In our survey, being able to execute on this would put marketers in the top 10% of organisations who use automation to manage the customer journey across multiple channels.

3) Prepare for success

Finally, the third thing which participants said that marketers need to do to scale up their marketing automation is to know how they will manage upwards when their automation campaigns provide real value to the business.

The reason this is an issue is that management find out about a successful automation campaign, and then ask marketers to increase the frequency of the emails.

As success is often dependent on a fine balance between engaging and overloading prospects, marketers are hesitant to change their approach and come into conflict with their bosses.

So how can they overcome this problem? One attendee suggested that marketers should prepare for these scenarios by collecting the right data and doing the analytics in advance.

Then, when asked to make changes, marketers should push back by using data which shows that sending more emails does not necessarily increase engagement and may actually reduce conversions.

It's a tough sell, but another pointed out that successful marketing automation requires utilizing insights like this, so marketers should not hold back on using data to prove their point.

A word of thanks

Econsultancy would like to thank our table host Tanya Bray, Regional Lead, Email & Mobile Marketing, APAC, Uber and subject matter expert Paula Harrison, Head of Strategic Partnerships, APAC, dotmailer for guiding the discussion and providing real-world examples of how brands are achieving marketing automation excellence.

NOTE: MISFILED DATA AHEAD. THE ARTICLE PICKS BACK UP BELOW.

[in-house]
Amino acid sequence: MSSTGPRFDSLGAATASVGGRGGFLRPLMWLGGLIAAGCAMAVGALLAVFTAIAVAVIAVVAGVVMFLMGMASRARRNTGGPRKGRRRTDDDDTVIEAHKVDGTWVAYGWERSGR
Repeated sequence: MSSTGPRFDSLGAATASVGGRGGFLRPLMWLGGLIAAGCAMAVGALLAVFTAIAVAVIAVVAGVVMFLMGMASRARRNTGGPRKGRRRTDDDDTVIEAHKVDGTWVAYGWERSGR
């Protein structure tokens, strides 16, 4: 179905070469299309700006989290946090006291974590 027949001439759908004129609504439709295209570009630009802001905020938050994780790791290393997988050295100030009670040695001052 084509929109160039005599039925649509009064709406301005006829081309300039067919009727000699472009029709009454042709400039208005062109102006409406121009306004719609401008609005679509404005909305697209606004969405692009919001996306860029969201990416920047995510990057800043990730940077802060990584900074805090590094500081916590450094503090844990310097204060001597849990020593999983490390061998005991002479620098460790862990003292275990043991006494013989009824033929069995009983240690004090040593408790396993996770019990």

We'd also like to thank dotmailer, the sponsor of the Marketing Automation - Best Practices & Implementation table, and all of the marketers who attended Digital Cream Singapore 2017 and shared their valuable insights. We hope to see you all at future Econsultancy events!

Further reading on marketing automation:

Jeff Rajeck

Published 12 December, 2017 by Jeff Rajeck

Jeff Rajeck is the APAC Research Analyst for Econsultancy . You can follow him on Twitter or connect via LinkedIn.  

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Comments (1)

Pete Austin

Pete Austin, CINO at Fresh Relevance

Marketing automation much, much bigger than scheduling triggered emails. The main issue is collecting huge amounts of data, much more than you get from email alone. Then you use this data for machine learning and to drive marketing in lots of different ways.
https://www.freshrelevance.com/solutions

For example: Omnichannel personalization, so people see the marketing messages and products that are right for them - in email, web or mobile;

Social integration, so people see relevant adverts on Facebook and LinkedIn etc.

Real-time relevant email content, so the offers and products that a prospect sees when they open their emails are active and in-stock;

4 months ago